The change you’ve pushed is now part of your forked copy of the repo, but is not yet incorporated into the Owner’s repo. Time to make a pull request.

Opening a PR

Collaborator: Go to the “Pull Requests” tab in your repo page on GitHub.

GitHub may automatically prompt you to make a pull request if you recently pushed changes.

Click on “New pull request.”

pull request page

Collaborator: Specify that you want to “compare across forks.” You are making a PR from your fork to the Owner’s repo, rather than across branches within the same copy of the repo. Compare the main branch of your fork with the main branch of the current repository, then click “Create pull request.”

pull request compare step

That’s it, you’ve just made a pull request!

You have made a request for the Owner of the repo to review the commits you’ve made to the code, in the hope that he or she will accept the request and add your changes to the primary official version of the repo.

Dealing with an open PR

Owner: As the owner, you will receive an email saying that someone has made a pull request on your repo.

By default you are “watching” any repo you create, meaning you will receive emails for new pull requests and new issues. You can disable this by selecting “Unwatch” in the upper right of the repo page on GitHub.

When you receive a pull request, you can do one of the following:

In this example, we will simulate accepting the pull request without any additional modifications.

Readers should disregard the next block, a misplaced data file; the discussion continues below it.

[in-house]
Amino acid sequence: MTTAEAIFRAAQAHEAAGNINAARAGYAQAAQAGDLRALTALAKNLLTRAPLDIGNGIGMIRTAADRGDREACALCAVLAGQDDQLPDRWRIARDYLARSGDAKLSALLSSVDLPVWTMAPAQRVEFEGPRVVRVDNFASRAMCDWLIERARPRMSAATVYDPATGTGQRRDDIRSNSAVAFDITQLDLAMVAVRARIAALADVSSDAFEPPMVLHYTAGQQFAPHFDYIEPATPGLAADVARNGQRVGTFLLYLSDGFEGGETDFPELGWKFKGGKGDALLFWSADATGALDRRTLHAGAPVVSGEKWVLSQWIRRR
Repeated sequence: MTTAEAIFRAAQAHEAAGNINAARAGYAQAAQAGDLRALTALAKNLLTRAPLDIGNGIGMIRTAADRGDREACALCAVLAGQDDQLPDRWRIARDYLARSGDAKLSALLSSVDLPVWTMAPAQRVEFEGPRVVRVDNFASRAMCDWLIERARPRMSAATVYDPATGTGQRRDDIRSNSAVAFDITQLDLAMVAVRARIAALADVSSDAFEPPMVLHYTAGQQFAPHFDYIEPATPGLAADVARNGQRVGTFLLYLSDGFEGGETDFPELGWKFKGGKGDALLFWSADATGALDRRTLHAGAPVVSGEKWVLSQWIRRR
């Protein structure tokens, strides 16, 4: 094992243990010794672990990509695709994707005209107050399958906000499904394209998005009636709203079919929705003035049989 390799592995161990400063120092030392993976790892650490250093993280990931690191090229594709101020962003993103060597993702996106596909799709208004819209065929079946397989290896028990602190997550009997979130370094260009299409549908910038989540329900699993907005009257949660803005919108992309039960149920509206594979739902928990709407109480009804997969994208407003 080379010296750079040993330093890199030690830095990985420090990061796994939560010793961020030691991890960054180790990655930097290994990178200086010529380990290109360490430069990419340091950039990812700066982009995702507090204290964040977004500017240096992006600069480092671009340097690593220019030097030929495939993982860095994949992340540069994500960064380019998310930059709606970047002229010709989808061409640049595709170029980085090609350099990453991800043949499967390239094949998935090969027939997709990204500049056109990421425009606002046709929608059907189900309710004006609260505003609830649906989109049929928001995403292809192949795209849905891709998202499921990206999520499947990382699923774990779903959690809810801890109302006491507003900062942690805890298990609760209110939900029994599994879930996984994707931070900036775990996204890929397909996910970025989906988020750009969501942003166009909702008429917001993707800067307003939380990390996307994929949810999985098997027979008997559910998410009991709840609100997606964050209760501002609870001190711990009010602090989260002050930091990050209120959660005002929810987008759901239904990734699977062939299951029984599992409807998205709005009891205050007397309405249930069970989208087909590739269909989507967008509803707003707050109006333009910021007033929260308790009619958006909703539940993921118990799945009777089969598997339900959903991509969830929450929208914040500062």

Owner: Even though the PR page shows that there are no conflicts, it is good practice to review the code before accepting and merging the PR. To do this, you need to create a new branch locally for the PR, and then pull the Collaborator’s changes into that local branch.

We will follow the command line instructions that GitHub helpfully provides. First create a new branch locally and switch to it.

git checkout -b pr-branch
Switched to a new branch 'pr-branch'

Pull the changes from the main branch of the Collaborator’s forked version of the repo into the newly created branch.

git pull https://github.com/(collaborator name)/(repo name).git main

After you have reviewed the code, accept the PR. There are two different ways to do this. You can either merge the PR into your main branch locally and then push to the remote, or you can merge the PR into your main branch on the remote repo on GitHub, and then pull the merged main branch locally.

In this example you will merge the PR locally and push to the remote.

Owner: Checkout your main branch again.

git checkout main
Switched to branch 'main'
Your branch is up to date with 'origin/main'.

Merge pr-branch into the main branch, then push to the remote.

git merge pr-branch
Fast-forward
 README.md | 2 ++
 1 file changed, 2 insertions(+)
git push

Owner: Go back to GitHub.com and view the PR page. You should see that the PR was automatically closed once you merged the changes into your main branch. It will be listed under the closed pull requests.

pull request page

The commits made by your collaborator, and any modifications you may have made on top of them, are both part of the main branch of the repo.

An alternative to the above is to merge the pull request on GitHub.com (follow the point-and-click instructions), then git pull into your main branch locally to get the merged changes.